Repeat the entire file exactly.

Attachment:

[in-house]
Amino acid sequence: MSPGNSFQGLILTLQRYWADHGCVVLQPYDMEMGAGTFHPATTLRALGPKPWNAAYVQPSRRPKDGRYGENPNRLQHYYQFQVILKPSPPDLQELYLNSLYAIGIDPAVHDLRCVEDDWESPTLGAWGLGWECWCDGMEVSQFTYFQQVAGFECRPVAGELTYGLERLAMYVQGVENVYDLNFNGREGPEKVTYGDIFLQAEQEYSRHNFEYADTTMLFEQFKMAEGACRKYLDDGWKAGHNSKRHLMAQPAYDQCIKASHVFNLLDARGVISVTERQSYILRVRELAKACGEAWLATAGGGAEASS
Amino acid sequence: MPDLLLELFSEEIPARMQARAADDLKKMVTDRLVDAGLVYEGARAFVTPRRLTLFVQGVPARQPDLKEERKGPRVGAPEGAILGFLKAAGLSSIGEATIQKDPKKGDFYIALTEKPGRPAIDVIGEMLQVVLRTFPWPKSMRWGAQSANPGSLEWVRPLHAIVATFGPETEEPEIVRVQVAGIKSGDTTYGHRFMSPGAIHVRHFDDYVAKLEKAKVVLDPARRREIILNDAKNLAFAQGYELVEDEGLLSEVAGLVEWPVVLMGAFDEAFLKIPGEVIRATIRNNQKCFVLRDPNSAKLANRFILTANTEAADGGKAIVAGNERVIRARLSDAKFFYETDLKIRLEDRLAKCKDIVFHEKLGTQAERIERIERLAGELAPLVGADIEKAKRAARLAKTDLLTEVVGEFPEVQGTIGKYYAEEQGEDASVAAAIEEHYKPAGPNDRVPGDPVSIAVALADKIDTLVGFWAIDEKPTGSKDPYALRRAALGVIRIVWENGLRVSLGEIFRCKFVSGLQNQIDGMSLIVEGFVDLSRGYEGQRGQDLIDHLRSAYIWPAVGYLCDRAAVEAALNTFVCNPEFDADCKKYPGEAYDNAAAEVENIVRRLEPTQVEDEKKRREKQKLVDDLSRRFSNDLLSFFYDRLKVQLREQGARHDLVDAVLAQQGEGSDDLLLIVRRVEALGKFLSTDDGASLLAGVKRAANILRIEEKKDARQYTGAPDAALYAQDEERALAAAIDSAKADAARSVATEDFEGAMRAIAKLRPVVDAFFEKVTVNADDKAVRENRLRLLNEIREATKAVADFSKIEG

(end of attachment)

[in-house]
Amino acid sequence: MSPGNSFQGLILTLQRYWADHGCVVLQPYDMEMGAGTFHPATTLRALGPKPWNAAYVQPSRRPKDGRYGENPNRLQHYYQFQVILKPSPPDLQELYLNSLYAIGIDPAVHDLRCVEDDWESPTLGAWGLGWECWCDGMEVSQFTYFQQVAGFECRPVAGELTYGLERLAMYVQGVENVYDLNFNGREGPEKVTYGDIFLQAEQEYSRHNFEYADTTMLFEQFKMAEGACRKYLDDGWKAGHNSKRHLMAQPAYDQCIKASHVFNLLDARGVISVTERQSYILRVRELAKACGEAWLATAGGGAEASS
Amino acid sequence: MPDLLLELFSEEIPARMQARAADDLKKMVTDRLVDAGLVYEGARAFVTPRRLTLFVQGVPARQPDLKEERKGPRVGAPEGAILGFLKAAGLSSIGEATIQKDPKKGDFYIALTEKPGRPAIDVIGEMLQVVLRTFPWPKSMRWGAQSANPGSLEWVRPLHAIVATFGPETEEPEIVRVQVAGIKSGDTTYGHRFMSPGAIHVRHFDDYVAKLEKAKVVLDPARRREIILNDAKNLAFAQGYELVEDEGLLSEVAGLVEWPVVLMGAFDEAFLKIPGEVIRATIRNNQKCFVLRDPNSAKLANRFILTANTEAADGGKAIVAGNERVIRARLSDAKFFYETDLKIRLEDRLAKCKDIVFHEKLGTQAERIERIERLAGELAPLVGADIEKAKRAARLAKTDLLTEVVGEFPEVQGTIGKYYAEEQGEDASVAAAIEEHYKPAGPNDRVPGDPVSIAVALADKIDTLVGFWAIDEKPTGSKDPYALRRAALGVIRIVWENGLRVSLGEIFRCKFVSGLQNQIDGMSLIVEGFVDLSRGYEGQRGQDLIDHLRSAYIWPAVGYLCDRAAVEAALNTFVCNPEFDADCKKYPGEAYDNAAAEVENIVRRLEPTQVEDEKKRREKQKLVDDLSRRFSNDLLSFFYDRLKVQLREQGARHDLVDAVLAQQGEGSDDLLLIVRRVEALGKFLSTDDGASLLAGVKRAANILRIEEKKDARQYTGAPDAALYAQDEERALAAAIDSAKADAARSVATEDFEGAMRAIAKLRPVVDAFFEKVTVNADDKAVRENRLRLLNEIREATKAVADFSKIEG